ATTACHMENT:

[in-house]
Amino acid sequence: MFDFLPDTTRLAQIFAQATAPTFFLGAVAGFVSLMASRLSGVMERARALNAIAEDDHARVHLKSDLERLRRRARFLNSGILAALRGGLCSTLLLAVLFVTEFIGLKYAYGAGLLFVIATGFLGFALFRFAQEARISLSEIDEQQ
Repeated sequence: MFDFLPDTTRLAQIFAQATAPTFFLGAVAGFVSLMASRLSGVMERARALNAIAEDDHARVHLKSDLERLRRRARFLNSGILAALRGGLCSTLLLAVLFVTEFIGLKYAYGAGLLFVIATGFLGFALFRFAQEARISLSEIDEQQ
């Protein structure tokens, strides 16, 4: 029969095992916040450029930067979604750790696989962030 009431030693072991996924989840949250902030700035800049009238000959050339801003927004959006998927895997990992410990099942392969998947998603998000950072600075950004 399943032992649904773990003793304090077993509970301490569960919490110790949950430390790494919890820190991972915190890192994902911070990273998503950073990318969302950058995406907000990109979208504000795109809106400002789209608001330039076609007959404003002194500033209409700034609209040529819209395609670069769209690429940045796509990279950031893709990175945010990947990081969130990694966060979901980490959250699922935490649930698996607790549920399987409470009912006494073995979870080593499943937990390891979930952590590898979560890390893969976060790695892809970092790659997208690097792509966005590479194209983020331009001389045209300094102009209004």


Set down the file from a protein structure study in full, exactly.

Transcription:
[in-house]
Amino acid sequence: MFDFLPDTTRLAQIFAQATAPTFFLGAVAGFVSLMASRLSGVMERARALNAIAEDDHARVHLKSDLERLRRRARFLNSGILAALRGGLCSTLLLAVLFVTEFIGLKYAYGAGLLFVIATGFLGFALFRFAQEARISLSEIDEQQ
Repeated sequence: MFDFLPDTTRLAQIFAQATAPTFFLGAVAGFVSLMASRLSGVMERARALNAIAEDDHARVHLKSDLERLRRRARFLNSGILAALRGGLCSTLLLAVLFVTEFIGLKYAYGAGLLFVIATGFLGFALFRFAQEARISLSEIDEQQ
């Protein structure tokens, strides 16, 4: 029969095992916040450029930067979604750790696989962030 009431030693072991996924989840949250902030700035800049009238000959050339801003927004959006998927895997990992410990099942392969998947998603998000950072600075950004 399943032992649904773990003793304090077993509970301490569960919490110790949950430390790494919890820190991972915190890192994902911070990273998503950073990318969302950058995406907000990109979208504000795109809106400002789209608001330039076609007959404003002194500033209409700034609209040529819209395609670069769209690429940045796509990279950031893709990175945010990947990081969130990694966060979901980490959250699922935490649930698996607790549920399987409470009912006494073995979870080593499943937990390891979930952590590898979560890390893969976060790695892809970092790659997208690097792509966005590479194209983020331009001389045209300094102009209004």